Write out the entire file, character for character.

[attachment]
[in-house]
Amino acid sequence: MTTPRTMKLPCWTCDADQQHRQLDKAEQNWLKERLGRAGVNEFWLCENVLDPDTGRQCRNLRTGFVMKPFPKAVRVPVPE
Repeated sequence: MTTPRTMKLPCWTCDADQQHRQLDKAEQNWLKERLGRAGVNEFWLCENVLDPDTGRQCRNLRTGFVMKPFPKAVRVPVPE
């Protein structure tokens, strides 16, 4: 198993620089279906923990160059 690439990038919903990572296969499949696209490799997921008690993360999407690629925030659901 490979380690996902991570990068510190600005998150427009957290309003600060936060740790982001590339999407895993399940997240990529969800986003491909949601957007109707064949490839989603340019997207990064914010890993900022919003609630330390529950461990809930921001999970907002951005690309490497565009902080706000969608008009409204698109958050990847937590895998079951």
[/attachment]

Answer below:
[in-house]
Amino acid sequence: MTTPRTMKLPCWTCDADQQHRQLDKAEQNWLKERLGRAGVNEFWLCENVLDPDTGRQCRNLRTGFVMKPFPKAVRVPVPE
Repeated sequence: MTTPRTMKLPCWTCDADQQHRQLDKAEQNWLKERLGRAGVNEFWLCENVLDPDTGRQCRNLRTGFVMKPFPKAVRVPVPE
């Protein structure tokens, strides 16, 4: 198993620089279906923990160059 690439990038919903990572296969499949696209490799997921008690993360999407690629925030659901 490979380690996902991570990068510190600005998150427009957290309003600060936060740790982001590339999407895993399940997240990529969800986003491909949601957007109707064949490839989603340019997207990064914010890993900022919003609630330390529950461990809930921001999970907002951005690309490497565009902080706000969608008009409204698109958050990847937590895998079951």